The past couple of years have been very tumultuous in the entertainment industry. Whether it's in music, movies, television, or comedy, there have been many of our favorite stars who have been revealed to be abusers. The MeToo movement has been integral in bringing certain people to justice, or at least bringing up the conversation.
Sometimes the people who come out as having done misdeeds, or having a dark past, are the people we would least suspect. Sometimes they are even the last people we want to hear about doing something like that. That's incredibly true for one man who was many people's hero before allegation came to light: Bill Cosby.
Bill Cosby was charged with indecent assault in his retrial regarding dozens of instances of him taking advantage of and drugging women. The allegations resurfaced when comedian Hannibal Buress brought them back to light. Now with Cosby in his 80s and in prison, it seems he has no remorse for his actions.
Bill Cosby hasn't spoken much in public about his recent situation, but maybe that's been a good thing for the comedian in his 80s. In a recent and rare public statement - in fact, his first one since going to prison - he has stated that he has no remorse and refers to himself as a political prisoner. In his statement, he even goes as far as to describe his cell as such that it "resembles the quarters of some of the Greatest Political Prisoners -- Martin Luther King Jr., Mahatma Gandhi, Nelson Mandela, Randal Robinson, and Dr. Benjamin Chavis."
His spokesman, Andrew Wyatt, released the statement from Cosby, which also read "My political beliefs, my actions of trying to humanize all races, genders and religions landed me in this place surrounded by barb wire fencing, a room made of steel and iron."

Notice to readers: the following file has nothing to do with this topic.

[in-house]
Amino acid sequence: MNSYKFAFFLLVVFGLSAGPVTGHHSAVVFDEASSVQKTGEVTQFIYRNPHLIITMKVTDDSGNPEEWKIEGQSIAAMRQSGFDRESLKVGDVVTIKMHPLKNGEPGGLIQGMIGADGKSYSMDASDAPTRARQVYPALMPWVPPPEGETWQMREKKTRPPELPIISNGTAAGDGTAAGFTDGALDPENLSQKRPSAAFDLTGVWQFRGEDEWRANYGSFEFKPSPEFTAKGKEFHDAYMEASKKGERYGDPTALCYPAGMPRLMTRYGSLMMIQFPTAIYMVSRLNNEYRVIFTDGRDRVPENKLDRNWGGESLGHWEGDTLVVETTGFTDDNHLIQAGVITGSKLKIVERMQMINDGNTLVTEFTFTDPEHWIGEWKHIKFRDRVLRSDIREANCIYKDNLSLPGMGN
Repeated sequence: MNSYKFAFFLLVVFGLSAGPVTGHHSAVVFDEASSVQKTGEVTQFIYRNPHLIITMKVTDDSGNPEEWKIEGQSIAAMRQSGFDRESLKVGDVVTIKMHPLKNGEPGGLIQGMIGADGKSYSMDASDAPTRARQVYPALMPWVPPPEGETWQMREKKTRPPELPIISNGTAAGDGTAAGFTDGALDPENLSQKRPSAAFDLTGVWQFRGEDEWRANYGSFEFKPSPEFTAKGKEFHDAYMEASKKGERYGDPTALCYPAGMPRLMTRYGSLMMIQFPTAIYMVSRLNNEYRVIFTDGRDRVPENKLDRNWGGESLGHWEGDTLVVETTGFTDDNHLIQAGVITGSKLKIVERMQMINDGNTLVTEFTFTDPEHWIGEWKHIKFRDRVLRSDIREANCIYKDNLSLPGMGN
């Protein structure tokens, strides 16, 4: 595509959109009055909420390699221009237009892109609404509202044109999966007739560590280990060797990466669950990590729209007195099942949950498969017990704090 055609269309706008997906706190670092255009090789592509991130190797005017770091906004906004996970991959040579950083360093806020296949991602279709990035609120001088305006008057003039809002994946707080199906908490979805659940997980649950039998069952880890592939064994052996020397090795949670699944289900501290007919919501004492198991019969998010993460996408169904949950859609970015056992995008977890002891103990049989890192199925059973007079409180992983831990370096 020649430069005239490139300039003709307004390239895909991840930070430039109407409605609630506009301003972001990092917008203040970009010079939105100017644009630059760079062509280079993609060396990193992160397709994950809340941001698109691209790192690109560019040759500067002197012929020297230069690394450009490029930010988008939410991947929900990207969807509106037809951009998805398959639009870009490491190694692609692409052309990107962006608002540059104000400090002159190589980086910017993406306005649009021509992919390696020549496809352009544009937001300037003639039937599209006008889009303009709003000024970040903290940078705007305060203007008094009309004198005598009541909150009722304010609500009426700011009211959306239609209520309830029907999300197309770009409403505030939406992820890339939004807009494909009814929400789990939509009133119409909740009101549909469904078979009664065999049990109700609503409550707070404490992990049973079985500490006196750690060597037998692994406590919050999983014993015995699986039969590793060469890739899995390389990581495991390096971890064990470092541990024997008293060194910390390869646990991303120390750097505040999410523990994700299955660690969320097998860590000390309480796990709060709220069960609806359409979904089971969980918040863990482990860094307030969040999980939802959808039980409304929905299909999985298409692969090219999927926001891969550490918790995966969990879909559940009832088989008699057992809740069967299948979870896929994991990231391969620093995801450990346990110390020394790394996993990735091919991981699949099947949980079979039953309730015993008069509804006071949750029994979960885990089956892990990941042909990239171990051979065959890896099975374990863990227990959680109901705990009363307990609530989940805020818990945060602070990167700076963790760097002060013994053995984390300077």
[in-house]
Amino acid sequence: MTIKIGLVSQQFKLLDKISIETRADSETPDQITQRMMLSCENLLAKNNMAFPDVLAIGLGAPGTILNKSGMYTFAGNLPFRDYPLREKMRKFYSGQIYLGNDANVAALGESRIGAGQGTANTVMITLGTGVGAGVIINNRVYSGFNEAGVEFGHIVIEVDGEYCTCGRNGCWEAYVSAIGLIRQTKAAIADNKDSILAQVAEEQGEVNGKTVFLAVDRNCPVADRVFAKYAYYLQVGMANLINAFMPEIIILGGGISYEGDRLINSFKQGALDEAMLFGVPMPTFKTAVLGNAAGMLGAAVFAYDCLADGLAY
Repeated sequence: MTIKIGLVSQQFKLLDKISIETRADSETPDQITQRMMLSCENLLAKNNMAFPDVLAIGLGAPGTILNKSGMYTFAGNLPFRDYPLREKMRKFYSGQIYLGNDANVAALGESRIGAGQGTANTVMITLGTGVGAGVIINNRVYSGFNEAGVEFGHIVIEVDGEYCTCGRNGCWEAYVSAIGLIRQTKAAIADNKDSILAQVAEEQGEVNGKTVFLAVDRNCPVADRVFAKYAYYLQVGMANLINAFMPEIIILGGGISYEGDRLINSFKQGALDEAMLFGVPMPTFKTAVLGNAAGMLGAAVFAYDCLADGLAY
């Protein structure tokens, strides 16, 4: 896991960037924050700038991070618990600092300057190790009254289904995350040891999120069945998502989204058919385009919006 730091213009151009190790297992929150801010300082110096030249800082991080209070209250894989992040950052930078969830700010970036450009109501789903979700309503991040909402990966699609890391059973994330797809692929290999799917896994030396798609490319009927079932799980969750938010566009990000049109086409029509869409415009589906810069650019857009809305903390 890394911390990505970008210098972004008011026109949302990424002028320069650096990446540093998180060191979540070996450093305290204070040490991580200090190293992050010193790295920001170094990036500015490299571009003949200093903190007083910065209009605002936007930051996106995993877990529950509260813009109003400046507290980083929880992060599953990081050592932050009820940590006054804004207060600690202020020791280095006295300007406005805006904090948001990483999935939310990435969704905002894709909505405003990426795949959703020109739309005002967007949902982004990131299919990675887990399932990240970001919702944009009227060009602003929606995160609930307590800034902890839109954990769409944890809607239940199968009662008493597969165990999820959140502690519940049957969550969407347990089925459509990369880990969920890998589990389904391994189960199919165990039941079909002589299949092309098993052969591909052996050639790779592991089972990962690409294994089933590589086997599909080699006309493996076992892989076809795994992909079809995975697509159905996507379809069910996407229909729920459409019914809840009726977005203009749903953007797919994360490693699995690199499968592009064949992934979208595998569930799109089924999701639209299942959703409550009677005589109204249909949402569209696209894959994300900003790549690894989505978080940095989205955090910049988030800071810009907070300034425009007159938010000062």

Cosby is serving his time at SCI Phoenix, a maximum security prison outside Philadelphia. This all follows his September sentencing for the sexual assault and drugging of Andrea Constand that occurred in 2004 in his home. This is not the only allegation of sexual assault he's faced, however. His sentence is three to ten years.
Cosby's statement was given on Wednesday on a TV interview on WCAU in Philadelphia. Wyatt also said in the statement, "When I visit him it's nothing sad about it. He's not sad, he's not remorseful because he did nothing wrong." Wyatt also added statements to indicate that the allegations are completely fabricated. "The sheer volume of people coming forward making an accusation doesn't mean that it's true. And what America has said is that women don't lie. Women do lie."
Cosby spent the first couple of months of his stay at SCI Phoenix in a single cell close to the infirmary, but has since been moved to general population, according to Amy Worden, the press secretary for the Pennsylvania Department of Corrections. According to Wyatt, who has been visiting Cosby in prison, Cosby is developing new projects and generally happy. If Cosby serves his full sentence, he will be over 90 when he leaves prison.
Cosby dodged charges in 2005 when they were dropped by authorities, and he even had a multi-million dollar settlement with Andrea Constand at that time. After that, dozens more women came out to accuse Cosby of similar atrocities. Cosby is under the impression that the judge and district attorney had political aspirations, and that was their reason for convicting him.